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John Updike


How I met Saul Bellow
Philip Roth Writer
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In 1956 or so when I came out of the Army and went back to Chicago to... to teach a freshman composition, I had a friend, a good friend – still my good friend, named Dick Stern, a writer, a very good writer – and he was teaching at the... at the university as well.   And he had a class to which he invited writers as visitors and they would come one week and they would read some poems by his... his students or... if it was a poet... or some stories if it was a fiction writer.  And when Bellow was coming to Dick's class, Dick had read a story that I'd written called The Conversion of the Jews and he said he didn't have a story from his class for Bellow to read.  Could he use this story of mine?  Well, of course, I was thrilled.  And so I was a young faculty member, and so Dick had the class and I went and sat in the back of the class and Bellow talked about this story and so did the kids.  And he was very enthusiastic about it.  And that was when I met him.  So he never was my teacher, he was a... a teacher in the... at the university.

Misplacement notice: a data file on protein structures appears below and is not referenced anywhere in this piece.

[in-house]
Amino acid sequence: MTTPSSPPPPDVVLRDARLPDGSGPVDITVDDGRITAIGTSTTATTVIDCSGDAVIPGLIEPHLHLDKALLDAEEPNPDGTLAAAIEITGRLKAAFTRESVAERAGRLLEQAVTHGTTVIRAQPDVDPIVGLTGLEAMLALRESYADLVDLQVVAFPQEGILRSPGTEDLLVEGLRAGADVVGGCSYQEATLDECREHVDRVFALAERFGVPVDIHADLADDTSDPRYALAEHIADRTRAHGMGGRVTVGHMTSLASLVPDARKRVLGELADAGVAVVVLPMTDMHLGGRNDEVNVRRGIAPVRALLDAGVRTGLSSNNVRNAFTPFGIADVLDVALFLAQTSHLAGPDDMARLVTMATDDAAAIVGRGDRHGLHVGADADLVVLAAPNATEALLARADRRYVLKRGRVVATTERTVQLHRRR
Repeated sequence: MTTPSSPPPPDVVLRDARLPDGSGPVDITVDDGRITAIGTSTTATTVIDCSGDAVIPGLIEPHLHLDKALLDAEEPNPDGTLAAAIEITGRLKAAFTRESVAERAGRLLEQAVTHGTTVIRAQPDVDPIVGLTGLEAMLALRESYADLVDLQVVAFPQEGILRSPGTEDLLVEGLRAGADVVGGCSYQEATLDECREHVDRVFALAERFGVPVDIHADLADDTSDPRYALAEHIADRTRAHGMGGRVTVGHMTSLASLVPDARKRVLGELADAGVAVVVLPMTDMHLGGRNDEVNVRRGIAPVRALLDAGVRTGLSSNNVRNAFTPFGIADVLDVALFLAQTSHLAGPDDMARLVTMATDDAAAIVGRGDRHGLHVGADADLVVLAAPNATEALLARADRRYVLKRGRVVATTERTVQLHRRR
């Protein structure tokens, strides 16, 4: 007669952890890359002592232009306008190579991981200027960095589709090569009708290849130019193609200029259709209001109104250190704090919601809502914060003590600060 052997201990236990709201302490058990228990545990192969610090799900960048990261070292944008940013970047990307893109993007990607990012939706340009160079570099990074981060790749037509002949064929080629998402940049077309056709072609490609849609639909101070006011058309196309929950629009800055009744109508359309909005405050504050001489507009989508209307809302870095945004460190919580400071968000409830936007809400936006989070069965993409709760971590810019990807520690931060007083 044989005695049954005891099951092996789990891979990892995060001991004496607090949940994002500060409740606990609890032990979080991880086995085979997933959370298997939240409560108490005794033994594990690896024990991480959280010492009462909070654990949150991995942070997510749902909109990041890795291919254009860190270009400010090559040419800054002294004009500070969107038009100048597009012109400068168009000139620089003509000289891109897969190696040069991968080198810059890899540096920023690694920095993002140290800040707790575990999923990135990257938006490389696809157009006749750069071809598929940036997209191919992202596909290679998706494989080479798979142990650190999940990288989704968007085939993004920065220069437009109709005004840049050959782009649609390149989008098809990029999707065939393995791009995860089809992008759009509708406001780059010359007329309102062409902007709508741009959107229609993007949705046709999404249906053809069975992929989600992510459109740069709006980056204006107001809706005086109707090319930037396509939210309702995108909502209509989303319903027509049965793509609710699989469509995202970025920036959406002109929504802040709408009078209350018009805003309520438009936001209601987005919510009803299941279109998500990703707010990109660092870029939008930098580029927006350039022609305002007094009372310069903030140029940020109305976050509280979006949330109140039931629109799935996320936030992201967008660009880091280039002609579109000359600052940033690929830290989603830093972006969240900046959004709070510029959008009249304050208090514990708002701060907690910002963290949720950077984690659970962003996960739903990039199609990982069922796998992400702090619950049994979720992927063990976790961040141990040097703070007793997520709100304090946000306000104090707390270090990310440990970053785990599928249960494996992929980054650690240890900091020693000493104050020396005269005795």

The fame of the American writer Philip Roth (1933-2018) rested on the frank explorations of Jewish-American life he portrayed in his novels. There is a strong autobiographical element in much of what he wrote, alongside social commentary and political satire. Despite often polarising critics with his frequently explicit accounts of his male protagonists' sexual doings, Roth received a great many prestigious literary awards which include a Pulitzer Prize for fiction in 1997, and the 4th Man Booker International Prize in 2011.

Listeners: Christopher Sykes

Christopher Sykes is an independent documentary producer who has made a number of films about science and scientists for BBC TV, Channel Four, and PBS.

Tags: Saul Bellow, Dick Stern

Duration: 1 minute, 27 seconds

Date story recorded: March 2011

Date story went live: 18 March 2013